Robert Silk
Robert Silk

Airlines like to promote codeshare arrangements as being consumer friendly, and in some respects they are.

There's no doubt, for example, that it's convenient for travelers to be able to make just a single booking, even when they purchase tickets to destinations that they can't reach on one airline.

But by allowing airlines to affix a flight number to a flight they aren't actually operating, codeshares can also create an illusion of seamlessness where it doesn't exist. 

A sharp example of this was brought to my attention recently by Travel Weekly senior editor Jeri Clausing, who was traveling home to Albuquerque, N.M., via Los Angeles, from Lima, Peru, on a Latam/American codeshare itinerary she had purchased through American.

Per her itinerary, Clausing was slated to arrive at LAX on Latam from Lima at 7 p.m. on that late April evening and then fly on to Albuquerque at 9:05 p.m. on an American Eagle-branded flight.

Her flight actually arrived at LAX at 7:24 p.m., according to the website Flight Aware, which left Clausing a somewhat tight but doable connection. However, upon landing in Los Angeles, she learned that Latam had proactively rebooked her to the following morning.

Clausing attempted to have an American counter agent reassign her to her original evening flight. But, according to her account of the incident, she was told that only Latam could make that change. The counter agent called Latam but was unable to solve the problem. Unwilling to wait the night, Clausing instead purchased a second ticket for that evening flight at a cost of $410.

In responses to Clausing's subsequent requests for a refund on that second ticket, an American ticket agent was apologetic but twice told her that she needed to contact Latam.

"Despite that your travel agency bought your ticket through American, we do not have control over what occurs on other airlines nor do we communicate on each other's systems," the ticket agent wrote in one message.

Reading this message made me wonder how many other flyers, not only on American and Latam but on other airlines, get caught in similar traps.
Last fall, at a conference outside Washington, I listened as former American CEO Bob Crandall described codeshares as a way for airlines to fool people into thinking they are flying on a carrier that they perceive as more reliable than the carrier they will actually fly.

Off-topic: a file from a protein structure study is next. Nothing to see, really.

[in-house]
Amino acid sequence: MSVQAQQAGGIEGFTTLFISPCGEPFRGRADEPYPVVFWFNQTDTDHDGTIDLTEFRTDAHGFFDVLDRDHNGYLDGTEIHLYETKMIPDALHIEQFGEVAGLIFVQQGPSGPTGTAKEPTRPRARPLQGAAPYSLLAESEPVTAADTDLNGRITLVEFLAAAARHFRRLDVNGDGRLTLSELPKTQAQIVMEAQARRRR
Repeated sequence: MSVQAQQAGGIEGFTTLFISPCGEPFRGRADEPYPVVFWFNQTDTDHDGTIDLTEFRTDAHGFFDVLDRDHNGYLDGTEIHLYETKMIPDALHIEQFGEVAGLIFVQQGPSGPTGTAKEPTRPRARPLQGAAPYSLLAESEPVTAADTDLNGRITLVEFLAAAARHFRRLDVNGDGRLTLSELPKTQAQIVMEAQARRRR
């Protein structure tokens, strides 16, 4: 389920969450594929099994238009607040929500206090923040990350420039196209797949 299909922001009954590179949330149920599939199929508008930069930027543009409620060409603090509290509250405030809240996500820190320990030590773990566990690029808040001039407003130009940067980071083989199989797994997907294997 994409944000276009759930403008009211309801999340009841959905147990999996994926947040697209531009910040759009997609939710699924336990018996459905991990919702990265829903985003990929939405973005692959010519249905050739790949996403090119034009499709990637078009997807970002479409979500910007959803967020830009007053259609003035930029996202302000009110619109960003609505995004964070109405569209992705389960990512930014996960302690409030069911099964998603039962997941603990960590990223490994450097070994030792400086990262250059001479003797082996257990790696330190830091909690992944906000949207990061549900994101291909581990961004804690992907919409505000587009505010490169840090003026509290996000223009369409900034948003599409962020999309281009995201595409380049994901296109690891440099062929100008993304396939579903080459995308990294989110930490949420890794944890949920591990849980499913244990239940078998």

I don't feel that strongly. But I wasn't surprised about the results of a recent, informal survey undertaken by Routehappy by ATPCO, which found that among people who flew multiple times in 2018, 40% were unsure what a codeshare flight was.

Indeed, I have little doubt that many people who book codeshare itineraries don't realize they have done so. But even those who do know aren't likely to realize that the airline that sells them a unified itinerary, branded entirely with its own flight codes, isn't necessarily going to take responsibility for the whole of that itinerary when it comes to delays, cancellations or other problems.

For this column, I asked American and Latam to explain how they communicate with codeshare partners when problems develop and also to explain any efforts they are making to improve such functionality. Neither responded.

Industry analyst Gary Leff, who writes the View From the Wing blog, did have some pointed advice: If you can avoid booking a codeshare, do so, even if it requires booking two airlines under their own flight numbers.

Leff added that when possible, travelers should book a joint-venture itinerary instead of a codeshare because airlines invest more heavily in their closest partnerships.

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